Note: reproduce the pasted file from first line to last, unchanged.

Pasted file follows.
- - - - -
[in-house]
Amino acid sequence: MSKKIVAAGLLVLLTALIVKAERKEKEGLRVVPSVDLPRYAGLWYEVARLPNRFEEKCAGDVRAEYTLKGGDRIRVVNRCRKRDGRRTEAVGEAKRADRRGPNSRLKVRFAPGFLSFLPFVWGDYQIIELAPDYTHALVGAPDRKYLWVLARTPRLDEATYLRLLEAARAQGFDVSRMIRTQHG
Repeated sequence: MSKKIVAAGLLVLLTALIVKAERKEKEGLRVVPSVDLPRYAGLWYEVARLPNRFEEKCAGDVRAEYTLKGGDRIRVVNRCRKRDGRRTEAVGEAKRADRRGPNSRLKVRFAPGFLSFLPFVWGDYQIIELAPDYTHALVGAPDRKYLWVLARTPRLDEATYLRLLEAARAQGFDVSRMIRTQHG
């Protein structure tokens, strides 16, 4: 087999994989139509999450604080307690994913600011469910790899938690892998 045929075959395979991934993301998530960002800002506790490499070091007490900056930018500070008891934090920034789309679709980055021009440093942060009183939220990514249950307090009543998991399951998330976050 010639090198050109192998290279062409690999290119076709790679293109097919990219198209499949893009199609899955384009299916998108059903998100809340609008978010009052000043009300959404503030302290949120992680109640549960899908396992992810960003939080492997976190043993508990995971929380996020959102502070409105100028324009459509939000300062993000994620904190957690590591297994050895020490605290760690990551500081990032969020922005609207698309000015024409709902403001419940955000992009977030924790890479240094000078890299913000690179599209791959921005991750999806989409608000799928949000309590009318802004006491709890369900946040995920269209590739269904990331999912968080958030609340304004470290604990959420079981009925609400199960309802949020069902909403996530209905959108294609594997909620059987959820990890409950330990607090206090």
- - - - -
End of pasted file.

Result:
[in-house]
Amino acid sequence: MSKKIVAAGLLVLLTALIVKAERKEKEGLRVVPSVDLPRYAGLWYEVARLPNRFEEKCAGDVRAEYTLKGGDRIRVVNRCRKRDGRRTEAVGEAKRADRRGPNSRLKVRFAPGFLSFLPFVWGDYQIIELAPDYTHALVGAPDRKYLWVLARTPRLDEATYLRLLEAARAQGFDVSRMIRTQHG
Repeated sequence: MSKKIVAAGLLVLLTALIVKAERKEKEGLRVVPSVDLPRYAGLWYEVARLPNRFEEKCAGDVRAEYTLKGGDRIRVVNRCRKRDGRRTEAVGEAKRADRRGPNSRLKVRFAPGFLSFLPFVWGDYQIIELAPDYTHALVGAPDRKYLWVLARTPRLDEATYLRLLEAARAQGFDVSRMIRTQHG
């Protein structure tokens, strides 16, 4: 087999994989139509999450604080307690994913600011469910790899938690892998 045929075959395979991934993301998530960002800002506790490499070091007490900056930018500070008891934090920034789309679709980055021009440093942060009183939220990514249950307090009543998991399951998330976050 010639090198050109192998290279062409690999290119076709790679293109097919990219198209499949893009199609899955384009299916998108059903998100809340609008978010009052000043009300959404503030302290949120992680109640549960899908396992992810960003939080492997976190043993508990995971929380996020959102502070409105100028324009459509939000300062993000994620904190957690590591297994050895020490605290760690990551500081990032969020922005609207698309000015024409709902403001419940955000992009977030924790890479240094000078890299913000690179599209791959921005991750999806989409608000799928949000309590009318802004006491709890369900946040995920269209590739269904990331999912968080958030609340304004470290604990959420079981009925609400199960309802949020069902909403996530209905959108294609594997909620059987959820990890409950330990607090206090």